Check out how surfy and fun my cruiserboard is to ride in the video below:

If you’re looking for a fun cruiser complete that uses the 150mm Paris trucks. Check out the Fireball x Arbor cruiser here on the Fireball website. Retailing for only $100, you get high-quality components at an affordable price. 

They are also the best option for kids and people with smaller feet. Because they are narrower, they help put the wheels directly under the balls of their feet, letting them maximize their weight for turning left and right.

Just make sure you pick a board that is the appropriate width for these trucks. 9 inch wide boards usually work well with these.

180mm hangers for downhill and dancing?

For downhill, dancing (and even cruising) beginners, I recommend they pick the 180mm. The wider hanger will feel more stable because it will turn slower than its narrower counterpart.

If you are learning tricks, a truck that turns slower is more forgiving and you can get away with making more mistakes.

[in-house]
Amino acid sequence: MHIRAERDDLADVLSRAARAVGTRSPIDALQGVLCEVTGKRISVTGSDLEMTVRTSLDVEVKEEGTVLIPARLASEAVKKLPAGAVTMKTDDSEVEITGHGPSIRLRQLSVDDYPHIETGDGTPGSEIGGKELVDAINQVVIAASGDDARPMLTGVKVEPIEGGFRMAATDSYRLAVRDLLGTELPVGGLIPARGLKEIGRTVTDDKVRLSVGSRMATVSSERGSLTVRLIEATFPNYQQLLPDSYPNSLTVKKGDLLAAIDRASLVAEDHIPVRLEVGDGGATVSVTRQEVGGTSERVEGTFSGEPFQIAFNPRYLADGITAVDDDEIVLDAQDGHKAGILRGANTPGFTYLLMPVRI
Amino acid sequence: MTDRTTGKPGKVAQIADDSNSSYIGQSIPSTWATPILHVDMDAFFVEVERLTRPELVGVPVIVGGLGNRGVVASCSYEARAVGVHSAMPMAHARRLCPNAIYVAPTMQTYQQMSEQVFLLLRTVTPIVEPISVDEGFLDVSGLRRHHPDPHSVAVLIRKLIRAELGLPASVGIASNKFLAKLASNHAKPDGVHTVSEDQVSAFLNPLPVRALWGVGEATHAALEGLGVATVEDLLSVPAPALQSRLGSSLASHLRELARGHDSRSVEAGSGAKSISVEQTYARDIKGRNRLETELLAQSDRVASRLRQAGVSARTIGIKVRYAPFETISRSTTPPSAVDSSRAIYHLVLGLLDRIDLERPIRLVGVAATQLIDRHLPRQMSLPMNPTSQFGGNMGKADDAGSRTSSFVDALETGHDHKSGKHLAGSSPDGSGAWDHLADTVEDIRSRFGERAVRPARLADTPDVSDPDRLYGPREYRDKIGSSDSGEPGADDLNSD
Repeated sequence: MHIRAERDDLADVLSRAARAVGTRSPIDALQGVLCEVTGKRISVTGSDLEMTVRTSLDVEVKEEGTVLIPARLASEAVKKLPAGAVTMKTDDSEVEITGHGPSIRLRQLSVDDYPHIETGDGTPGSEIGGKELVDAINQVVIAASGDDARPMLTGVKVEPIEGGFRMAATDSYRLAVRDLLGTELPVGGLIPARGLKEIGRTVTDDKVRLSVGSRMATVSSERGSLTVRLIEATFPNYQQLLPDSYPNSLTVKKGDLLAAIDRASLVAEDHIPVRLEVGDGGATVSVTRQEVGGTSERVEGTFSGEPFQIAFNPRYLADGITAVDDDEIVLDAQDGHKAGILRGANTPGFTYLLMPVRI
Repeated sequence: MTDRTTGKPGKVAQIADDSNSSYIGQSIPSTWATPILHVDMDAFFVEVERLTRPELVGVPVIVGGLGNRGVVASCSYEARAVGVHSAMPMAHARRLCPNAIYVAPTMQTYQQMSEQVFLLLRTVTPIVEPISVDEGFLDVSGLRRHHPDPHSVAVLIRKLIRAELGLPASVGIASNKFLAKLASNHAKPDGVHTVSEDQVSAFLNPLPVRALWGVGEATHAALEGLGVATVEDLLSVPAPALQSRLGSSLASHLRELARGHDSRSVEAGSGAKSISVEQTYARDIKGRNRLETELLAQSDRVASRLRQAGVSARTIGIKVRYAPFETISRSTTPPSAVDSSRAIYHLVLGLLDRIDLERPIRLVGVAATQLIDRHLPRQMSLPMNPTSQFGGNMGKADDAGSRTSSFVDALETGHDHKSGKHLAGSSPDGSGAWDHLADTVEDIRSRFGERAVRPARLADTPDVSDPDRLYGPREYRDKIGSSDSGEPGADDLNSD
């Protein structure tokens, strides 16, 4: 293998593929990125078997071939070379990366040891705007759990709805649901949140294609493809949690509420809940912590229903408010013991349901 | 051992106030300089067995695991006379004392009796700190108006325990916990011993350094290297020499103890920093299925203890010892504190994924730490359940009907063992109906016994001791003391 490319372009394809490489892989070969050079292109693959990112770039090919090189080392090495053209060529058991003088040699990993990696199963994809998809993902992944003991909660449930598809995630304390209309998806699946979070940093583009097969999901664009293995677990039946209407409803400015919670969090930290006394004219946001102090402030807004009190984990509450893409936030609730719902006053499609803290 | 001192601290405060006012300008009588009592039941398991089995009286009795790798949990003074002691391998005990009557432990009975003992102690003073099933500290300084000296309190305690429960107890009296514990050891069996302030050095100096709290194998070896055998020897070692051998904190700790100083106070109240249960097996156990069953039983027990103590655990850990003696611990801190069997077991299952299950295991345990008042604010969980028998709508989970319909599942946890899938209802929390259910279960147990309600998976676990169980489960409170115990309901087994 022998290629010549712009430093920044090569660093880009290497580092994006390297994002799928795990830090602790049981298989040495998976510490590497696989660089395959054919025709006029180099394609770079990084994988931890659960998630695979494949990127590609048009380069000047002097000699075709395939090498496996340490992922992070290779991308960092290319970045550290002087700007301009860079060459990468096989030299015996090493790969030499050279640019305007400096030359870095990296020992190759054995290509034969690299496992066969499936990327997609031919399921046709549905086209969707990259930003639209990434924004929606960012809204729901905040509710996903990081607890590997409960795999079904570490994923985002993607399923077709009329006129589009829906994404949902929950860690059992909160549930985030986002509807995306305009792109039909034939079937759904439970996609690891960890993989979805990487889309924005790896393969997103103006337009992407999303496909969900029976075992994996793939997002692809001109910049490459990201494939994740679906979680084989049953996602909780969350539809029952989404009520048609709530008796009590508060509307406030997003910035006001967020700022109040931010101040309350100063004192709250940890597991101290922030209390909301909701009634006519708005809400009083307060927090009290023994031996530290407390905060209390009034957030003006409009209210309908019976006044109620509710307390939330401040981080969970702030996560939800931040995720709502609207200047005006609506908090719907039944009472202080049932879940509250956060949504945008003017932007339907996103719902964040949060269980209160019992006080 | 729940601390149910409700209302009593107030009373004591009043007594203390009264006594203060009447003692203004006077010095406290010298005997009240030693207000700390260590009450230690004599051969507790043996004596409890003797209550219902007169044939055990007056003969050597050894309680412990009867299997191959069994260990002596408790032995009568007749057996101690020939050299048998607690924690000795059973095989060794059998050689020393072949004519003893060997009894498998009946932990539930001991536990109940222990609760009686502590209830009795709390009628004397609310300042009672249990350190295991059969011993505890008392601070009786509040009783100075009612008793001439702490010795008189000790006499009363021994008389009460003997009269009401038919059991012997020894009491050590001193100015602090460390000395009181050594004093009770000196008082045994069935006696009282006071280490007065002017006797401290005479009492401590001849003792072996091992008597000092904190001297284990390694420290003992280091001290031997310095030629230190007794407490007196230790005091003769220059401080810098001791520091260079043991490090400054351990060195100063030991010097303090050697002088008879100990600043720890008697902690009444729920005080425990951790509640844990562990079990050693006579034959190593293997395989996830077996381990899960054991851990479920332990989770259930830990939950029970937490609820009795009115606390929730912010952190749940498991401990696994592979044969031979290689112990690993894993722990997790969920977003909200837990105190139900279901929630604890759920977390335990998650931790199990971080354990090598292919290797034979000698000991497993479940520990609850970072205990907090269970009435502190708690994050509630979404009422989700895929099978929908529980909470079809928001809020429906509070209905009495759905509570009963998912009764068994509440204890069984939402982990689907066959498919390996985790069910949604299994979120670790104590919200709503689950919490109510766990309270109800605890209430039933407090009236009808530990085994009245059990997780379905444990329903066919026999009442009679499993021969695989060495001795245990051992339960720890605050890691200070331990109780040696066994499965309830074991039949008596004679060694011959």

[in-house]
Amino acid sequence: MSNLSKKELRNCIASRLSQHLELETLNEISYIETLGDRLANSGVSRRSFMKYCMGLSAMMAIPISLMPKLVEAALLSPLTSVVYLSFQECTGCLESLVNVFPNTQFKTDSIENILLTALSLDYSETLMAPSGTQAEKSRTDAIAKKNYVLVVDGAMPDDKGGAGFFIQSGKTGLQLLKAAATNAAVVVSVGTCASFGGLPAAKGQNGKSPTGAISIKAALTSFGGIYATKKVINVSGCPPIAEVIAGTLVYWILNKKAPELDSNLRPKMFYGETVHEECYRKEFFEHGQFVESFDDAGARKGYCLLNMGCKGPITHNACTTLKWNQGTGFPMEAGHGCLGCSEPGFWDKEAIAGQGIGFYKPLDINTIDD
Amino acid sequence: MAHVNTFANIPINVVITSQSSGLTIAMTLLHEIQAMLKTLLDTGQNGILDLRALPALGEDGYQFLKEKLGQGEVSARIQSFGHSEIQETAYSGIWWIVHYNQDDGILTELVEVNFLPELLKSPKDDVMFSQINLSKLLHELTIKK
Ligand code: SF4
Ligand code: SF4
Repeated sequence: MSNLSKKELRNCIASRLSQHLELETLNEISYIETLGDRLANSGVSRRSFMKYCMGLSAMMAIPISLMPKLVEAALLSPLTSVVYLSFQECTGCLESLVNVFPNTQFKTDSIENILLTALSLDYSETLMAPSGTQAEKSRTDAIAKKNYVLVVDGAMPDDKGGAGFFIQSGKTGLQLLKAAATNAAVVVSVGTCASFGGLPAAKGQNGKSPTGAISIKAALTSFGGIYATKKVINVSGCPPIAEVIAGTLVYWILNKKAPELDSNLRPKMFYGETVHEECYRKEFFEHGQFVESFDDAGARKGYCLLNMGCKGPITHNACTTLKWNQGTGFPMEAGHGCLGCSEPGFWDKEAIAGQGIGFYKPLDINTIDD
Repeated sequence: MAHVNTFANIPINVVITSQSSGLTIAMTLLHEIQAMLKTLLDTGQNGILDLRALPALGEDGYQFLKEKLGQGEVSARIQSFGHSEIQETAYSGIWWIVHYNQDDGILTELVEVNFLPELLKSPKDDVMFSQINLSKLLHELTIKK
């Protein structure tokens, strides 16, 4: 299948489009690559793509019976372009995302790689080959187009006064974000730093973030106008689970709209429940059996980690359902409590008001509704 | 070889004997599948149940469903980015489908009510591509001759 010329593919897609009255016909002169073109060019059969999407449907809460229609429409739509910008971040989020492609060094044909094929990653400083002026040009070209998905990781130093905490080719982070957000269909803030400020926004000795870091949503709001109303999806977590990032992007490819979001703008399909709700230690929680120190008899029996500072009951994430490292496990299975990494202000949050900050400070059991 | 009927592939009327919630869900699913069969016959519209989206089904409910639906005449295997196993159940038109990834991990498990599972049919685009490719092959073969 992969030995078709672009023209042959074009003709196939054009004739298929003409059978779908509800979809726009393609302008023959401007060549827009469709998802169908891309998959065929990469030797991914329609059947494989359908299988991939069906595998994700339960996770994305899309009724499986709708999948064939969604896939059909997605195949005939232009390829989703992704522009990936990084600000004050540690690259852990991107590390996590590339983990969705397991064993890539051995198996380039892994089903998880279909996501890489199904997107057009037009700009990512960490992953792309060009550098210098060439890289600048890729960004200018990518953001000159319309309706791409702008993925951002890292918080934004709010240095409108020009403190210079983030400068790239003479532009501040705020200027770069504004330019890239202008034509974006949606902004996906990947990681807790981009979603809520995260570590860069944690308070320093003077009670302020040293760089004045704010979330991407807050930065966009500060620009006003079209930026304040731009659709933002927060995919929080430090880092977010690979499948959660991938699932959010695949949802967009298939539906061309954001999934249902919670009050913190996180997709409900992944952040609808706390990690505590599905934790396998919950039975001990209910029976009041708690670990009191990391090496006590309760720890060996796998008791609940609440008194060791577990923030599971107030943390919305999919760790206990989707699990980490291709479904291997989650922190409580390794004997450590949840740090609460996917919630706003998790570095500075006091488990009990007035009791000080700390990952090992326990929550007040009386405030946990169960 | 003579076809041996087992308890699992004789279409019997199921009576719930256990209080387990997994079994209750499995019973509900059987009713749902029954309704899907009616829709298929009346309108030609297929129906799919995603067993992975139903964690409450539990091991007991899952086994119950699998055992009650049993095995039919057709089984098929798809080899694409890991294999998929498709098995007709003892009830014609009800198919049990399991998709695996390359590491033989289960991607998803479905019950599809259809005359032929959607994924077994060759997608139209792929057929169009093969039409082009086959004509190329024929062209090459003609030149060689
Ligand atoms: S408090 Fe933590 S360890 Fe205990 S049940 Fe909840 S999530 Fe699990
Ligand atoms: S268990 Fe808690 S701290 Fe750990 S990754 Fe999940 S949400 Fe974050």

It also makes turning feel a bit smoother and more controllable. I would say this is ideal for most beginner skaters out there.

43* 180mm Paris trucks

The 180mm trucks also let you use a wider, 10 inch board. This is really nice for dancing because you have more room to do cross steps, 180 steps, the ‘peter pan’ and just other tricks that need you to make the most of your board.

Finally, for downhill and freeride, the 180mm trucks will be the most stable to ride. Paired with the 43* baseplate, you will have a setup that will be great for going fast and doing big slides with.

What makes them different from other downhill trucks?

Paris trucks sit higher than most other trucks (higher ride height). This means you will have more leverage over your bushings and wheels, and less risk of wheel bite.

The trucks have an open bushing seat. This bushing seat really allows you to use the bushing and turn your trucks, making them feel lively.